93.7 FM • KXXR®
Written By Sam Ekstrom (ZoneCoverage.com)
Photo Credit: Kyle Hansen
EAGAN — There hasn’t been much tempo or intensity thus far at the rookie portion of Vikings training camp — that can wait until the veterans report and the pads come on.
Instead, the Vikings have taken an even more leisurely approach than you’d usually see at a July walkthrough or practice, turning it into an extended classroom session, more or less.
There are 37 players on the field for the first three days of camp, the eldest being Kirk Cousins, who is using this time to act as a sponge and learn as much as he can about his new offensive pieces, including center Garrett Bradbury, tight end Irv Smith Jr. and running back Alexander Mattison.
“We’ve got a lot of voices out there telling people what to do,” Cousins said Wednesday morning, “so if anything I just want to be an encourager and affirm them when they’re doing things the right way and ask questions, too. Lot of times I can learn from even these younger guys as to what they’re seeing or what their issue is. It’s good to get to know these guys.”
“Someone’s going to surprise us at this camp,” Stefanski said. “Someone is going to show up.”
Spring practices gave Cousins and the offensive staff a chance to evaluate players’ strengths and weaknesses, which they will continue to monitor throughout training camp. This is especially important for tight ends and receivers, whose ability to beat defensive backs and run certain routes can influence offensive coordinator Kevin Stefanski’s plans.
“Someone’s going to surprise us at this camp,” Stefanski said. “Someone is going to show up, and I don’t know who that is. We have our ideas and we’ve seen it in the spring. We saw some guys flash. But we’re going to get a ton of reps and I think you’ll see somebody flash, and then it’s going to be our job to understand what that guy can do and how he can help us.”
Entering camp, there are built-in perceptions about what certain young players can and cannot do, which they hope to either affirm (in good cases) or shatter (in negative cases). Smith is thought to be a versatile, speedy tight end with some issues as a blocker. Mattison is considered a shifty workhorse with soft hands but not superb straightline speed.
And down the roster it goes. Jeff Badet: Fast but injury prone. Dillon Mitchell: Good at contested catches; too many drops. Alexander Hollins: Speedy but small.
Finding ways to emphasis the favorable traits becomes the goal.
“If a guy can roll, if he’s a 4.3 [speed] guy and maybe, yeah, there’s some limitations to other parts of playing the receiver position,” Cousins said. “But he’s a 4.3 guy, let’s get him in our deep routes and let’s give him a chance to get behind safeties and launch. … And also we’re saying this route isn’t his sweet spot, so let’s talk about working elsewhere. That’s why understanding personnel is really important and that’s certainly a point of emphasis.”
Smith, the Alabama tight end who the Vikings will pair with Kyle Rudolph, already sees an offense where players’ strengths are accounted for.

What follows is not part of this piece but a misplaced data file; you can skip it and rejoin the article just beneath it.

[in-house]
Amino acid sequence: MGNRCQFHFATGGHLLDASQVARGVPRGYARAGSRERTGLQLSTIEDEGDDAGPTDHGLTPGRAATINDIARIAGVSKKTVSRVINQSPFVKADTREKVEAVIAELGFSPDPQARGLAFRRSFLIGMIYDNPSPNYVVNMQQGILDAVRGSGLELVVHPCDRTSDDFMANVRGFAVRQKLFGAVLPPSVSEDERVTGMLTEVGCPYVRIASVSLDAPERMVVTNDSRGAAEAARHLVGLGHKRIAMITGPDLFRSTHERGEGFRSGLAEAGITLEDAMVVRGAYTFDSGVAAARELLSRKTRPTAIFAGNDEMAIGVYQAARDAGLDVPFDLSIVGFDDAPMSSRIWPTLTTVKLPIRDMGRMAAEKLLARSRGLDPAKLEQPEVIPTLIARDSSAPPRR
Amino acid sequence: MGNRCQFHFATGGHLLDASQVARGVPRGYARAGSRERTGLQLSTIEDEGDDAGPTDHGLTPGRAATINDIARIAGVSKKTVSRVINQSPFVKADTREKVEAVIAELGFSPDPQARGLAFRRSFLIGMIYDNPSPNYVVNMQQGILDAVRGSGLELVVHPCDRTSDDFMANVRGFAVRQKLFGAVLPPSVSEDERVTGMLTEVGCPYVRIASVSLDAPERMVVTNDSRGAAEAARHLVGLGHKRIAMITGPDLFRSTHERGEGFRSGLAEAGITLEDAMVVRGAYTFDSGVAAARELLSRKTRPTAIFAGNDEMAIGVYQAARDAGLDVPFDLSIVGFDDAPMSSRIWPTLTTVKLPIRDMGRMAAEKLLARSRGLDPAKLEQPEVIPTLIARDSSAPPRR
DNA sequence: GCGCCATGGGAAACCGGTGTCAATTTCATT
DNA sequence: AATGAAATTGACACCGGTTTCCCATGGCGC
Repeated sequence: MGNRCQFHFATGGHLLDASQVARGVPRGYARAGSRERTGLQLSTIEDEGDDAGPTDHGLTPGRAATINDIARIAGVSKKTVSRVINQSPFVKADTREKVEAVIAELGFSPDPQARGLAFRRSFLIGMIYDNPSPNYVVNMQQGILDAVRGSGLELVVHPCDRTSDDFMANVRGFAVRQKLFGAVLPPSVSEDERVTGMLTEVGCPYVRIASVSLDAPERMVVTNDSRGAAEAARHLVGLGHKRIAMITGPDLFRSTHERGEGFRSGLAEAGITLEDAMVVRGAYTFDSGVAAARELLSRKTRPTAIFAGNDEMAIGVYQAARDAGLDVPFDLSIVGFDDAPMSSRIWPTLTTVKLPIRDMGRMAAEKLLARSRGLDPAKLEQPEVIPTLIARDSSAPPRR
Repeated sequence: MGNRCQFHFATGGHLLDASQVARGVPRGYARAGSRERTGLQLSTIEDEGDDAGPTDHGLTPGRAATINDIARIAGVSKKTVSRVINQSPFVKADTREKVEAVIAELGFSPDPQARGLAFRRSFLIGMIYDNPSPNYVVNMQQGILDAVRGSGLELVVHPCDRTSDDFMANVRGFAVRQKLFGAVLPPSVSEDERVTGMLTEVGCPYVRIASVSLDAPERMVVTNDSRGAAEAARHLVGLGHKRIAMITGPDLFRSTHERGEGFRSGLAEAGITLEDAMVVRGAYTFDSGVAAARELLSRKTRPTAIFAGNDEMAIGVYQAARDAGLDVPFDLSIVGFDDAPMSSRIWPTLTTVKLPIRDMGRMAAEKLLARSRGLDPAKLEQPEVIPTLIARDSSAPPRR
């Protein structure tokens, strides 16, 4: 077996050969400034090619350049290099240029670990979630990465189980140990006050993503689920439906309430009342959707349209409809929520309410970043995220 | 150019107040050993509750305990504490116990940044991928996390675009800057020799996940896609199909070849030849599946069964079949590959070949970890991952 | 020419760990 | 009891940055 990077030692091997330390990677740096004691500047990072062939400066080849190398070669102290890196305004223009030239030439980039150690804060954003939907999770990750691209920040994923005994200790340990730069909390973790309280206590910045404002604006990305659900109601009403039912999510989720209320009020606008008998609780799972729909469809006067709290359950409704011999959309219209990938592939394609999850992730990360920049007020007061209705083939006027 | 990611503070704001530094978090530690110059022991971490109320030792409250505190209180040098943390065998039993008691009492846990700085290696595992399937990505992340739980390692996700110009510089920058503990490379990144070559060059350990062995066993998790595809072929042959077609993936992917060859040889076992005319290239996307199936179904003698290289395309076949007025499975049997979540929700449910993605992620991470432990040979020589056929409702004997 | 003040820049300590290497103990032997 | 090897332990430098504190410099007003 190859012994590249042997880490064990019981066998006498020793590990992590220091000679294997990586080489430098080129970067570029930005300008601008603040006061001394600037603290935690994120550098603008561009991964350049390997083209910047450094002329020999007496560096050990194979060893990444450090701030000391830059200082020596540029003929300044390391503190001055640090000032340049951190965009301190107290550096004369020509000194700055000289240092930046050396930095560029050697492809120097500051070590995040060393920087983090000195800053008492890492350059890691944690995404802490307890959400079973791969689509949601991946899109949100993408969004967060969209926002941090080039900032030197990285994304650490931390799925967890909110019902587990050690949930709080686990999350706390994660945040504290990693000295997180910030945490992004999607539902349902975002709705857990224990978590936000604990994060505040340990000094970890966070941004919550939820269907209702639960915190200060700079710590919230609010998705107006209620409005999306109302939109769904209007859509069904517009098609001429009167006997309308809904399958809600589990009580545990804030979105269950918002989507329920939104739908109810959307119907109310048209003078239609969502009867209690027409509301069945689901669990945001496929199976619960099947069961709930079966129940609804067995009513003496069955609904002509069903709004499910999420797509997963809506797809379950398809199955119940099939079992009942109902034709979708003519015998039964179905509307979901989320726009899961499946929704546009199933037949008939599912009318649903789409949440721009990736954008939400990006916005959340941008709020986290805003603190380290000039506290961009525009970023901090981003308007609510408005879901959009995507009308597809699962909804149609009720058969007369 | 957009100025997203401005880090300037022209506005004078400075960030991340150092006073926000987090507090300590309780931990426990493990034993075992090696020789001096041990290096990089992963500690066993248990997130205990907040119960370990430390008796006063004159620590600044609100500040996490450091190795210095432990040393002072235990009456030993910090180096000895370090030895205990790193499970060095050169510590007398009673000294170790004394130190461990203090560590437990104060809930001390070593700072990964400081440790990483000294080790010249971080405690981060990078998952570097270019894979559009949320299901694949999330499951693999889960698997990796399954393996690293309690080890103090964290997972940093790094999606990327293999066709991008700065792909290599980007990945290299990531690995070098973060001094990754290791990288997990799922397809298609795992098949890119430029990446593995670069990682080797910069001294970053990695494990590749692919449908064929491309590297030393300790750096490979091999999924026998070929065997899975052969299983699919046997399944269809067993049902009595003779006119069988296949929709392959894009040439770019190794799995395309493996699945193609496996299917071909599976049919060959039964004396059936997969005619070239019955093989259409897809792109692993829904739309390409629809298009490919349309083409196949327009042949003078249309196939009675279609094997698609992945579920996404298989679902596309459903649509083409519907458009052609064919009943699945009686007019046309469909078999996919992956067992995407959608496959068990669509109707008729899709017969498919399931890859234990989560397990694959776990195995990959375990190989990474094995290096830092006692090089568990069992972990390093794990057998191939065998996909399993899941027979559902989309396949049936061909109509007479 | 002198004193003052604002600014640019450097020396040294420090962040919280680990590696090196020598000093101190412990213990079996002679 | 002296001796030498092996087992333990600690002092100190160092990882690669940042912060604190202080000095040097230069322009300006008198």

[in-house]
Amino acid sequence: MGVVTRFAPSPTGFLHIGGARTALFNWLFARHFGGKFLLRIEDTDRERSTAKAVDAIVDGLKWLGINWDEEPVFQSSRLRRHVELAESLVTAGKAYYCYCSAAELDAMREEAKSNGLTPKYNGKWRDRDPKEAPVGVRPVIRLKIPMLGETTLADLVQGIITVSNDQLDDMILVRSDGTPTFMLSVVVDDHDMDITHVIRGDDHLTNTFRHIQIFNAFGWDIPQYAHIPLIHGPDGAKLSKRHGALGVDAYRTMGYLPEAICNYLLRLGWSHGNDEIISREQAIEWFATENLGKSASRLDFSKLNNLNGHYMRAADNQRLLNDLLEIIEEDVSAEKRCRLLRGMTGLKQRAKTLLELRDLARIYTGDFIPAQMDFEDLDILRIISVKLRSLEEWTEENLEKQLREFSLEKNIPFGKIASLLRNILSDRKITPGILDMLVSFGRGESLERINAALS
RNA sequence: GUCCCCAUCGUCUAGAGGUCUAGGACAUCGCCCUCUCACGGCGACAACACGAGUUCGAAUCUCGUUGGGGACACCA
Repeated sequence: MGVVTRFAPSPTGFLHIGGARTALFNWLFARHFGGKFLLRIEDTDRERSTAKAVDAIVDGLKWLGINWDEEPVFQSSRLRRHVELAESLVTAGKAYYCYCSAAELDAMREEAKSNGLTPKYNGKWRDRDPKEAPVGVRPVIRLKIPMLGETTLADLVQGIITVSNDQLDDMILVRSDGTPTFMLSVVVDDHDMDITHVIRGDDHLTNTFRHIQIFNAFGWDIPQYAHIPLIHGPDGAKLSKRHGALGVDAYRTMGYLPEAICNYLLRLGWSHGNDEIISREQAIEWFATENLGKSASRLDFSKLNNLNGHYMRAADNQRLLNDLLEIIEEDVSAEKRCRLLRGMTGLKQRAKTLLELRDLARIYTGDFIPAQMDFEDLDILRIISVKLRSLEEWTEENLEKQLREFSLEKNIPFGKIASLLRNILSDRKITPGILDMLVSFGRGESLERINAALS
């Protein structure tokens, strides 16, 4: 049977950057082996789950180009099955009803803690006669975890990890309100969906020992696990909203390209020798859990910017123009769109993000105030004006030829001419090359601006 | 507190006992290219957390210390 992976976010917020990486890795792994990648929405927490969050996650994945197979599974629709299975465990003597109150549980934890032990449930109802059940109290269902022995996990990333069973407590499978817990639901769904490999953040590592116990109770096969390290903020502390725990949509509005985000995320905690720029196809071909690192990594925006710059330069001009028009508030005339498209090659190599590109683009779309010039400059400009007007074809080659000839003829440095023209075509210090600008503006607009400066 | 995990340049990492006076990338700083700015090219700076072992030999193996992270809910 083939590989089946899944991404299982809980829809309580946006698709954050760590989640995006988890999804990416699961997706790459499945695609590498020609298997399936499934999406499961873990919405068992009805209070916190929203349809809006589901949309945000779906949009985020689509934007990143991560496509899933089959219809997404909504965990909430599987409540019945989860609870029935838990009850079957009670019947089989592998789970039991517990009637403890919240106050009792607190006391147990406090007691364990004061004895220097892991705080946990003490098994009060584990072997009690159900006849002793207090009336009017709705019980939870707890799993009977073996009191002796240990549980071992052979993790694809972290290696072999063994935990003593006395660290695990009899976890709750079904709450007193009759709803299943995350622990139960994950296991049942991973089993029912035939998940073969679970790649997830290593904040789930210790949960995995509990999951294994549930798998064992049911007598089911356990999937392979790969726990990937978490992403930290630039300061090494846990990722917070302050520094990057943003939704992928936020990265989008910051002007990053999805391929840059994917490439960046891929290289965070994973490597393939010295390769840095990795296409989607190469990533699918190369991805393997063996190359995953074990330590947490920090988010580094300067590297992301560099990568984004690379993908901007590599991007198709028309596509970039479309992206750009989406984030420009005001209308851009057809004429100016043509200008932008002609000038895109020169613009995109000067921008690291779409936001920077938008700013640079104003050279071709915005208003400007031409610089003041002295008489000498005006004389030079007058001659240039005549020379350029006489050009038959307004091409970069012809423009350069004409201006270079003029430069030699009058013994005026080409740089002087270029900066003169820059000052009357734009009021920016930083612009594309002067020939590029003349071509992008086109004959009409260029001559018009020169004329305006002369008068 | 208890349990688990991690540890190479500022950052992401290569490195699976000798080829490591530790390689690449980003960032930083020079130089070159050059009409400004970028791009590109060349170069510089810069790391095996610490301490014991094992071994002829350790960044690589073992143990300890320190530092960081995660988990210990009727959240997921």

“Coach Stefanski, he does a great job of putting everybody in the right position, and he’s not going to do something that’s going to hurt the team or put somebody out of place,” Smith said, “so those are our strengths, and our weaknesses is something that we can improve. He definitely does a great job of implementing our strengths.”
We have a relationship and a dialogue every day. I’m so comfortable with the person he is.
There are 15 offensive players at rookie camp, eight of them running backs or pass catchers, that Cousins just met this year. But his closest on-field relationship may be with Bradbury, who took no time claiming the starting center spot in OTAs. While many of the personnel groupings will look different in less than a week when the veterans join the mix, Bradbury snapping the ball to Cousins will be a constant as he and his peers get more comfortable in the new scheme.
“It’s a new system for everybody, which is great because we can throw things off each other, learn together throughout this,” Bradbury said. “There’s a wealth of knowledge in the O-line room but it’s a new system for them at the same time. So we’re kind of learning together, which has been good as a rookie.”
Year 2 of Eagan training camp is also a learning ground for Stefanski, who gets to enjoy his first training camp as an offensive coordinator after having his interim label removed after the 2018 season.
The chemistry between quarterback and coordinator is a big talking point with the Vikings after there appeared to be fissures toward the end of John DeFilippo’s short tenure. But ironically, Stefanski probably spends less time with Cousins now than he did throughout most of the 2018 regular season as the quarterbacks coach. He says there’s no question the two are on the same page.
“We have spent enough time with each other,” Stefanski said. “We are probably sick of each other at this point. We have a relationship and a dialogue every day. I’m so comfortable with the person he is, and I’m really comfortable with the coaching that we have taking place in that meeting room and out here on the field.”